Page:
The Taylor Principle and Fed Policy

~ 200 words, ~1 min reading time

John Taylor is a macroeconomist from Stanford, mostly known for his “Taylor Rule” – a rule describing both historically how the Fed has targeted interest rates and how it *should* target interest rates.

He is also known for the related “Taylor Principle”, which is a little bit broader. The idea is simple: the central bank should increase interest rates at least as much as any increase in inflation. This is necessary for monetary policy to have a stabilizing influence. If the central bank follows this principle, an increase in inflation causes an increase in real (that is, inflation adjusted) interest rates, which will discourage spending – keeping inflation in check. If we don’t follow this principle, then inflation tends to spiral out of control, as inflation leads to decreasing inflation-adjusted interest rates, which encourages spending – driving inflation further up.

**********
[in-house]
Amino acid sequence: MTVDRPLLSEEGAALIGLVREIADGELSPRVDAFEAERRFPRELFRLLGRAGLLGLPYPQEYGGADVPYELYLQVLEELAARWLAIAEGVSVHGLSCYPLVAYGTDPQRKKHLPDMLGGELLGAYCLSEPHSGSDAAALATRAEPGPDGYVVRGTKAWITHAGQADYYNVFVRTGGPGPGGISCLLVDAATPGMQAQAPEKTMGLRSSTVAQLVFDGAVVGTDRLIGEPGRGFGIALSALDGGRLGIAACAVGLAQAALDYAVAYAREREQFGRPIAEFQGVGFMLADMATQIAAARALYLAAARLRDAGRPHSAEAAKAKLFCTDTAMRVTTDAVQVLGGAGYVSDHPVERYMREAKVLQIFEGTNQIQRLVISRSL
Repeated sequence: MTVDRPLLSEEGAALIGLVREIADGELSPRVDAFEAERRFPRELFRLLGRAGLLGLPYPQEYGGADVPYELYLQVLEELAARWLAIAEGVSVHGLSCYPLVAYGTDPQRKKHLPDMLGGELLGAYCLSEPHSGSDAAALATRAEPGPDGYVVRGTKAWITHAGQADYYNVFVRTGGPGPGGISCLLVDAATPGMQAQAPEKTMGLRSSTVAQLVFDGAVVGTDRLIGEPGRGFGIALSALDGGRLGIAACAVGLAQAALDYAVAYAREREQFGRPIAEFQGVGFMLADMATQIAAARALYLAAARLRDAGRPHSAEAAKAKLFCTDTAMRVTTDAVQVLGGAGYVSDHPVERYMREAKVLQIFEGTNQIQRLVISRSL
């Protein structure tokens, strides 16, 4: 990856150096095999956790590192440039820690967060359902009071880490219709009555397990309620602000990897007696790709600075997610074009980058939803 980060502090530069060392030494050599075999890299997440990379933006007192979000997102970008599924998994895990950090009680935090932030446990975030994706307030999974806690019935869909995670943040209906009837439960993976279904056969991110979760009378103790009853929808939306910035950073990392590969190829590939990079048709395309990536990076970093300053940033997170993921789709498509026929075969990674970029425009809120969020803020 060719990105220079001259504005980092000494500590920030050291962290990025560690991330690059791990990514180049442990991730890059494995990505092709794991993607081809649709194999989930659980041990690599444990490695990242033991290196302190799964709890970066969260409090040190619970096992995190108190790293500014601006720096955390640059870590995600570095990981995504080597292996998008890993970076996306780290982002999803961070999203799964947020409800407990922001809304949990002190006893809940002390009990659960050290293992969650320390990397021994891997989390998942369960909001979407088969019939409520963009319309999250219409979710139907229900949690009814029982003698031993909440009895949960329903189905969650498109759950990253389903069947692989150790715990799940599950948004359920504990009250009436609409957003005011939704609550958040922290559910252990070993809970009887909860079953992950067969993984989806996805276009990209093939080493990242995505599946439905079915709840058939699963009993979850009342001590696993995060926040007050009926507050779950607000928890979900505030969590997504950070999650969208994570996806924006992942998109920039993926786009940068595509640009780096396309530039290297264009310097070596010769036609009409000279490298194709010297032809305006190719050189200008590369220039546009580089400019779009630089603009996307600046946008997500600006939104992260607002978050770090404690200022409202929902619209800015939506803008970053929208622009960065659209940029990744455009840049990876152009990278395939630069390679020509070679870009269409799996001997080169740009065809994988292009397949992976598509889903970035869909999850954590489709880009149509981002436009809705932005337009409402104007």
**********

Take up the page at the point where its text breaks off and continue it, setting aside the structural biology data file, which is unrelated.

Since April 2020, price inflation has risen from almost nothing to about 8% on a year-over-year basis. Meanwhile, the Fed’s interest rate target has risen from 0-0.25% to 0.25%-0.5%. All to say: there’s a lot of room for interest rates to rise.

Leave a Reply

Your email address will not be published.